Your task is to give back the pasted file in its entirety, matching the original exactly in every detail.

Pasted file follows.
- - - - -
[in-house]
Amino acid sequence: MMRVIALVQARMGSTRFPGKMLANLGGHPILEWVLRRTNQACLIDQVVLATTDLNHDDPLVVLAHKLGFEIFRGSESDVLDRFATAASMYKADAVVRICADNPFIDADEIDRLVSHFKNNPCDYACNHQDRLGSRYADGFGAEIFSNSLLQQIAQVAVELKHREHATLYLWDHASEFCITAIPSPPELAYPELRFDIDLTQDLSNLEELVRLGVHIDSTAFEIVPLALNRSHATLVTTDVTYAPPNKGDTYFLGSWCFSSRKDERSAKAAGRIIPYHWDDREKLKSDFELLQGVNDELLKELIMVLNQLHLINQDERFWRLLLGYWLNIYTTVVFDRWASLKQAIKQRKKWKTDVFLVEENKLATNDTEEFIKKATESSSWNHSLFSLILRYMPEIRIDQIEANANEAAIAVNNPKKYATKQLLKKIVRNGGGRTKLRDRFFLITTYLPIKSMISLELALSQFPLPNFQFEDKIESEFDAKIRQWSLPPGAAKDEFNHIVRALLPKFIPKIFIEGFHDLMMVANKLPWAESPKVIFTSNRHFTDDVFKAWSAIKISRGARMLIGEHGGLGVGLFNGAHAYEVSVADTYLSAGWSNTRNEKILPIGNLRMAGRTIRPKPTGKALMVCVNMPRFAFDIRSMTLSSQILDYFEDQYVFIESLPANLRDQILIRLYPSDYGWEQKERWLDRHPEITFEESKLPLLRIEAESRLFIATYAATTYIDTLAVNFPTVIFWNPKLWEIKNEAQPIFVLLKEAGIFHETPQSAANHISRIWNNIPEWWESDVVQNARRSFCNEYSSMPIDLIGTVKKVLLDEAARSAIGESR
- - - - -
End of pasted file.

[in-house]
Amino acid sequence: MMRVIALVQARMGSTRFPGKMLANLGGHPILEWVLRRTNQACLIDQVVLATTDLNHDDPLVVLAHKLGFEIFRGSESDVLDRFATAASMYKADAVVRICADNPFIDADEIDRLVSHFKNNPCDYACNHQDRLGSRYADGFGAEIFSNSLLQQIAQVAVELKHREHATLYLWDHASEFCITAIPSPPELAYPELRFDIDLTQDLSNLEELVRLGVHIDSTAFEIVPLALNRSHATLVTTDVTYAPPNKGDTYFLGSWCFSSRKDERSAKAAGRIIPYHWDDREKLKSDFELLQGVNDELLKELIMVLNQLHLINQDERFWRLLLGYWLNIYTTVVFDRWASLKQAIKQRKKWKTDVFLVEENKLATNDTEEFIKKATESSSWNHSLFSLILRYMPEIRIDQIEANANEAAIAVNNPKKYATKQLLKKIVRNGGGRTKLRDRFFLITTYLPIKSMISLELALSQFPLPNFQFEDKIESEFDAKIRQWSLPPGAAKDEFNHIVRALLPKFIPKIFIEGFHDLMMVANKLPWAESPKVIFTSNRHFTDDVFKAWSAIKISRGARMLIGEHGGLGVGLFNGAHAYEVSVADTYLSAGWSNTRNEKILPIGNLRMAGRTIRPKPTGKALMVCVNMPRFAFDIRSMTLSSQILDYFEDQYVFIESLPANLRDQILIRLYPSDYGWEQKERWLDRHPEITFEESKLPLLRIEAESRLFIATYAATTYIDTLAVNFPTVIFWNPKLWEIKNEAQPIFVLLKEAGIFHETPQSAANHISRIWNNIPEWWESDVVQNARRSFCNEYSSMPIDLIGTVKKVLLDEAARSAIGESR